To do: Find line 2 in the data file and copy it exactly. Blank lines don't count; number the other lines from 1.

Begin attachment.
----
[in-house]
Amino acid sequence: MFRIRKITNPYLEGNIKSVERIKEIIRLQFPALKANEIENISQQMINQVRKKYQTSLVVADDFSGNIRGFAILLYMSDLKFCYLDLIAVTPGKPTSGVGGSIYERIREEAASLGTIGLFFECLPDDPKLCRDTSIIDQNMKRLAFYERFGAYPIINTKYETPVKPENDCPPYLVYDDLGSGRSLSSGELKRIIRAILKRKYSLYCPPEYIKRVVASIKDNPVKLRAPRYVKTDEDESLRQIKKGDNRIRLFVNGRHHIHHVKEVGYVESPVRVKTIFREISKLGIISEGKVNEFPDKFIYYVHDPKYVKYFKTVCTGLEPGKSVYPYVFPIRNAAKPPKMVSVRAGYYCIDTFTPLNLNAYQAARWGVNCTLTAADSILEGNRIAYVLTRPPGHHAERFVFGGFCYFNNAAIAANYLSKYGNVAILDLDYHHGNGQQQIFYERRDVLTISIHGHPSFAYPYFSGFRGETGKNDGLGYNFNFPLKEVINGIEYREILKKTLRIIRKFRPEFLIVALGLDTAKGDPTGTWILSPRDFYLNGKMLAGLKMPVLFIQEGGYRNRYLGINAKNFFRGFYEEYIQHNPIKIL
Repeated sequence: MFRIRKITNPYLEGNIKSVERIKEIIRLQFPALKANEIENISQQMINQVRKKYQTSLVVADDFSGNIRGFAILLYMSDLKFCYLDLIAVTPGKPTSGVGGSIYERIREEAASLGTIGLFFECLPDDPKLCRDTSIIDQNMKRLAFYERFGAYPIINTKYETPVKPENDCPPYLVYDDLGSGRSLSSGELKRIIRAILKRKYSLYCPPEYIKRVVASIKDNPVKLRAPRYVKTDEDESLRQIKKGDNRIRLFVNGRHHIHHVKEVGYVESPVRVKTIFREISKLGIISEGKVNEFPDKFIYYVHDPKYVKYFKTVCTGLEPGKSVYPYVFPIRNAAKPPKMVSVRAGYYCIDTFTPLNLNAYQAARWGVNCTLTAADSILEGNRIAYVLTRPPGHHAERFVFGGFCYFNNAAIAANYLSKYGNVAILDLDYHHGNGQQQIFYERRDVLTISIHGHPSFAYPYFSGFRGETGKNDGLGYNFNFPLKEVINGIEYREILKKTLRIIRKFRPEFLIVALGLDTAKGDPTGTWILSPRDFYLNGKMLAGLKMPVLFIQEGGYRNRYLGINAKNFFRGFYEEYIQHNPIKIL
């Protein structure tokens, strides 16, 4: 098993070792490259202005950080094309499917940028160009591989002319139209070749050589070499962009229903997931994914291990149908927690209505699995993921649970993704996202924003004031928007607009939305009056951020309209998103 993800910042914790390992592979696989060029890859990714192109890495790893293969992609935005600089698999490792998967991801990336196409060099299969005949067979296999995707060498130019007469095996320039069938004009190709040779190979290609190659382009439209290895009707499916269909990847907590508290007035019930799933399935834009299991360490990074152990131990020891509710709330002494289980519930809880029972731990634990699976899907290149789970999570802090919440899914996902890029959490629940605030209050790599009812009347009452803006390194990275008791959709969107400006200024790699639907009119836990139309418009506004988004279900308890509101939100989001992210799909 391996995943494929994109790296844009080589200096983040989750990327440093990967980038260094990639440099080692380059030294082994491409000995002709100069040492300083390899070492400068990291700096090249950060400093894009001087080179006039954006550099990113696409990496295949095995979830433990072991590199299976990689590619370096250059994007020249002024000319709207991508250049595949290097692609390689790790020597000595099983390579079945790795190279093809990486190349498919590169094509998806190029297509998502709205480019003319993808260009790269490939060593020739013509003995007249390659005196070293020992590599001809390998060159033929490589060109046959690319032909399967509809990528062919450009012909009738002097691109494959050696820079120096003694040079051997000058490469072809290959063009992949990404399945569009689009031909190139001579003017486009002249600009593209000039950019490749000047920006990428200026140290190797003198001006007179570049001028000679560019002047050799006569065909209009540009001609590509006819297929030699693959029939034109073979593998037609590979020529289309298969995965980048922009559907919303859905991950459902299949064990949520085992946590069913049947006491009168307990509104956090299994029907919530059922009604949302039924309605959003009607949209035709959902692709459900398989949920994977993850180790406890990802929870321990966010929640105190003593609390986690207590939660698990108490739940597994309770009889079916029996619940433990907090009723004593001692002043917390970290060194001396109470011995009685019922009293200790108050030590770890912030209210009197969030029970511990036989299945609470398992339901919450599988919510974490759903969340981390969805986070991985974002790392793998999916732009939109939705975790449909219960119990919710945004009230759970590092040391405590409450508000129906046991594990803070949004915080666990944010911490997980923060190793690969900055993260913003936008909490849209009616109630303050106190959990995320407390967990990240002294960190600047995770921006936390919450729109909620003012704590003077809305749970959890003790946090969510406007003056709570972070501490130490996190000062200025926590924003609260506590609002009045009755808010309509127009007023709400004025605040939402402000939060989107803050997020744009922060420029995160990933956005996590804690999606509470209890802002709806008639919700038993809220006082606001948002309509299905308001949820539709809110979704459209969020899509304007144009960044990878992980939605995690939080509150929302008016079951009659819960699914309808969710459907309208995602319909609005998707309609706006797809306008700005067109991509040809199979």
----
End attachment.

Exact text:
Amino acid sequence: MFRIRKITNPYLEGNIKSVERIKEIIRLQFPALKANEIENISQQMINQVRKKYQTSLVVADDFSGNIRGFAILLYMSDLKFCYLDLIAVTPGKPTSGVGGSIYERIREEAASLGTIGLFFECLPDDPKLCRDTSIIDQNMKRLAFYERFGAYPIINTKYETPVKPENDCPPYLVYDDLGSGRSLSSGELKRIIRAILKRKYSLYCPPEYIKRVVASIKDNPVKLRAPRYVKTDEDESLRQIKKGDNRIRLFVNGRHHIHHVKEVGYVESPVRVKTIFREISKLGIISEGKVNEFPDKFIYYVHDPKYVKYFKTVCTGLEPGKSVYPYVFPIRNAAKPPKMVSVRAGYYCIDTFTPLNLNAYQAARWGVNCTLTAADSILEGNRIAYVLTRPPGHHAERFVFGGFCYFNNAAIAANYLSKYGNVAILDLDYHHGNGQQQIFYERRDVLTISIHGHPSFAYPYFSGFRGETGKNDGLGYNFNFPLKEVINGIEYREILKKTLRIIRKFRPEFLIVALGLDTAKGDPTGTWILSPRDFYLNGKMLAGLKMPVLFIQEGGYRNRYLGINAKNFFRGFYEEYIQHNPIKIL